Like most warm-blooded American men my age, the extent of my knowledge of 1980s Miami comes from late-night marathon viewings of The Golden Girls. It’s a habit that’s taught me so much—mostly about myself, since the stuff I learned about Rue McClanahan was, shall we say, fantasy—but nevertheless left me unprepared for the retro ultra-violence of Hotline Miami.
In this game by noted independent developer Jonatan “Cactus” Söderström and his collaborator, Dennis Wedin, the premise is simple, if strange: You’re a hired killer, living in the notorious underbelly of the Magic City. The year is 1989. Every few days, you get bizarre coded voicemails that contain an address. Upon reaching that location, you put on a rubber animal mask, open the door, and brutally murder everyone inside. How you choose to do this is the core of the game, and nobody ever said mass killings were easy. You’re always outnumbered, and usually one hit from anything is enough to lay you low. Your targets die just as quickly, but they’re almost always armed. The controls, which work well in the context of the game, are intentionally awkward, so fighting your way through an unanticipated mess will almost always leave you bleeding out on the ground.
While Hotline Miami is unflinchingly difficult, it also encourages you to be your best homicidal you. Death comes frequently, but you can reload the level in an instant, and each stage is so small that you can quickly iterate on your chosen killing style. If you want to play it like a real spree, you can pick a hiding place, analyze the simple movements of your victims, and execute a strategy in a flash. It’s satisfying to kick open a door to knock down a guy with a knife, then immediately throw your bat at the head of a guy with a machine gun, while picking up the dropped knife and gutting the charging pipe wielder—all in less than a second. You can also give up on that, wade into the fray with a katana, and hope you’re lucky enough to take them all down before they get you. Sometimes it works out.
Your reward for that success comes in new weapons, like Magnums and beer cans, or new rubber animal masks with properties that can make the game easier—the unicorn mask, for example, silences your gun and kind of feels like cheating. Your victories are painted in pink and crimson. Hotline Miami is not just set in the ’80s, it dedicates itself wholesale to the era, and so it looks and sounds like the dream game of a Commodore Amiga hacker. The incredible synth soundtrack warbles and cracks. The bright neons and pastels of the era flicker on screen, as if dancing on a tube TV’s cathode ray.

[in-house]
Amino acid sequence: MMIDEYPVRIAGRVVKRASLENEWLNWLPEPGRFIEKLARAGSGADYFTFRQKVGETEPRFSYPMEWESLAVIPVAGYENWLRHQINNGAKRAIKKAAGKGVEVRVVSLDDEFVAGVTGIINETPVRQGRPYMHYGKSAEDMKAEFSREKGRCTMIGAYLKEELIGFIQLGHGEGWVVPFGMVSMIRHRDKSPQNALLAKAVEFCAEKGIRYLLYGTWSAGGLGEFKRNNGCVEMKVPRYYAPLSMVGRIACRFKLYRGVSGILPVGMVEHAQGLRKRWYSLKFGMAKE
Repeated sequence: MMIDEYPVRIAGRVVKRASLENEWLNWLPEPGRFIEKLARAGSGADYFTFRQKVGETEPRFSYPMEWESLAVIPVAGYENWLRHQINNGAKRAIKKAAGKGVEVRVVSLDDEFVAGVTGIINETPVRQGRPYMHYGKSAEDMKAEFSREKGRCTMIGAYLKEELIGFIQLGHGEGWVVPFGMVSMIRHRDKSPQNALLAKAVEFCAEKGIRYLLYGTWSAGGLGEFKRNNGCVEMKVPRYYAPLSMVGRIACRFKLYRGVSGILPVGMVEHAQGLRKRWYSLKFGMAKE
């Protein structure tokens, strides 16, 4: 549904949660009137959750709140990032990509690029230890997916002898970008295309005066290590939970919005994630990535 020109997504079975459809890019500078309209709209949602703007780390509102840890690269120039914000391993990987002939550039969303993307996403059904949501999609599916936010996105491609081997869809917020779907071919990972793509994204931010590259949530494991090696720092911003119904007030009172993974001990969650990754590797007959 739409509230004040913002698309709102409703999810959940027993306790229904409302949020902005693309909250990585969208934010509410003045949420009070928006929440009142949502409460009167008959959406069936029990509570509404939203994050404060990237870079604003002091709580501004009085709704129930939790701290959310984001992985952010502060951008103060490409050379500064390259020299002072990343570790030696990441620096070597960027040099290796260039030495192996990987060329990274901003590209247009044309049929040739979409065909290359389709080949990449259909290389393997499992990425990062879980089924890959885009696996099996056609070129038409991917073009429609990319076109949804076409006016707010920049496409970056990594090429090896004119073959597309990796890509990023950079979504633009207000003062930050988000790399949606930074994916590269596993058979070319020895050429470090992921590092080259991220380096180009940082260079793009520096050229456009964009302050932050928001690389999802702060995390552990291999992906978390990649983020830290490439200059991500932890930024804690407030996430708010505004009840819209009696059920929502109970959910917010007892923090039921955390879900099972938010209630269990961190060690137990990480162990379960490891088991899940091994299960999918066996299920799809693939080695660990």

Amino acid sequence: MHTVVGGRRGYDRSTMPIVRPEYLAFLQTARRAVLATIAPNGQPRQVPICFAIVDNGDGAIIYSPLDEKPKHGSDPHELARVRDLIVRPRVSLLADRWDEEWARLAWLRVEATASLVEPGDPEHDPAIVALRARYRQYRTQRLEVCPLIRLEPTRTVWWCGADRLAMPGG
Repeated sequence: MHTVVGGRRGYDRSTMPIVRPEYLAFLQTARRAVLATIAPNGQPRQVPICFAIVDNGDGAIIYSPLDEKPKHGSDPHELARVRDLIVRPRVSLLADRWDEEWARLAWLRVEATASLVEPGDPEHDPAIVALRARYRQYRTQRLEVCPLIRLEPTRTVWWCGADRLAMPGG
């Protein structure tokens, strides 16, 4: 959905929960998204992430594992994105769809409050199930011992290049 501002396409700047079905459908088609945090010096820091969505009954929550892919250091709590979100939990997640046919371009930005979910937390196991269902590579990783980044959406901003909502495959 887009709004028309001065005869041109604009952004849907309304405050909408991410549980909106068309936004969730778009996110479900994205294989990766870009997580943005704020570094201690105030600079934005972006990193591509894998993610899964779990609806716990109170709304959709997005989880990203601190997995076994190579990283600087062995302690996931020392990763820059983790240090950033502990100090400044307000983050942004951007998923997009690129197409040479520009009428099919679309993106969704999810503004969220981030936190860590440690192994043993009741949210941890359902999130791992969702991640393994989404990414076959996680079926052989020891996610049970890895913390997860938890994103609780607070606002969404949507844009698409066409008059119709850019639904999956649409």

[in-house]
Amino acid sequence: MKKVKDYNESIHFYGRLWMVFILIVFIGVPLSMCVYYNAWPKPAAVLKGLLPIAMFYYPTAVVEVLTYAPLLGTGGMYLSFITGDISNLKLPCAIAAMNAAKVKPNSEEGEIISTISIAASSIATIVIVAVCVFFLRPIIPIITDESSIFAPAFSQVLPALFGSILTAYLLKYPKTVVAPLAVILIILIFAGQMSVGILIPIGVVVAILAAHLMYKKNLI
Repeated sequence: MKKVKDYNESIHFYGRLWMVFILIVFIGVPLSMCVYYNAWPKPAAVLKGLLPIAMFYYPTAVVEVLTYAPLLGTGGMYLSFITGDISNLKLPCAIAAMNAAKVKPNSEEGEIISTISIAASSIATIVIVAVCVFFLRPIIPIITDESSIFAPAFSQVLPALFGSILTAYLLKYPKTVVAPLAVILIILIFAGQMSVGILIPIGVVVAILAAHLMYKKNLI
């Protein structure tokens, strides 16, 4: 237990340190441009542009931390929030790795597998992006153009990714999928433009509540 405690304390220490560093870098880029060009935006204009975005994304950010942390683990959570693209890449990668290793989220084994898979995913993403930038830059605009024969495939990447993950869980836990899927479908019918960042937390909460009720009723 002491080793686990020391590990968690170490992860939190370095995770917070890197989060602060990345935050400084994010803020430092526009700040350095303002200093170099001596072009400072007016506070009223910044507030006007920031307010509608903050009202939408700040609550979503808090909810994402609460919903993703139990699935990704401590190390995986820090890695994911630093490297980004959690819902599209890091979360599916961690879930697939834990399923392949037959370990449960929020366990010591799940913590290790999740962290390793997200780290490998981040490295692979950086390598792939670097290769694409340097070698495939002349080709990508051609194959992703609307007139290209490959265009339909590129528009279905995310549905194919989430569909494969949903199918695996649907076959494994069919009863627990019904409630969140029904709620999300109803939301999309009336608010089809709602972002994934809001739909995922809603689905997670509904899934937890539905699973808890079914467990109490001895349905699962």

In spite of this low-resolution, psychedelic presentation, no aspect of your carnage is left to the imagination. Bodies crumple and splatter, heads fly across rooms, and intestines fall in a variety of patterns. It speaks to the intensity of the game that I didn’t notice just how much of this world I’d coated with viscera until the end of every level, where you’re forced to leave the way you came, and there’s nothing left to do but admire your grisly handiwork.
Pointed moments like this are scattered throughout. After every level, your gruesome job done, you stop for something dull and pleasant—a VHS rental, a pizza, and a conversation. As your crimes mount, these interludes become stranger. Their presence gives the game a spark of humanity, which both grounds it and twists it further. It’s similar to finding out that Ted Bundy was an avid snow skier.
I usually abhor games that promote violence for the sake of violence. I’m making an exception for Hotline Miami, which I enjoyed immensely. Between its evocative, incisive presentation and its thoughtful strategy, it’s easy to get swept away into the game’s world of blood-soaked white jackets. But after the breathless action, it forces you to come up for air and shows you what you’ve done. Then it asks you to do it again, and every time it gets a little easier. Suddenly, we’re learning things about ourselves Rue McClanahan could never teach us.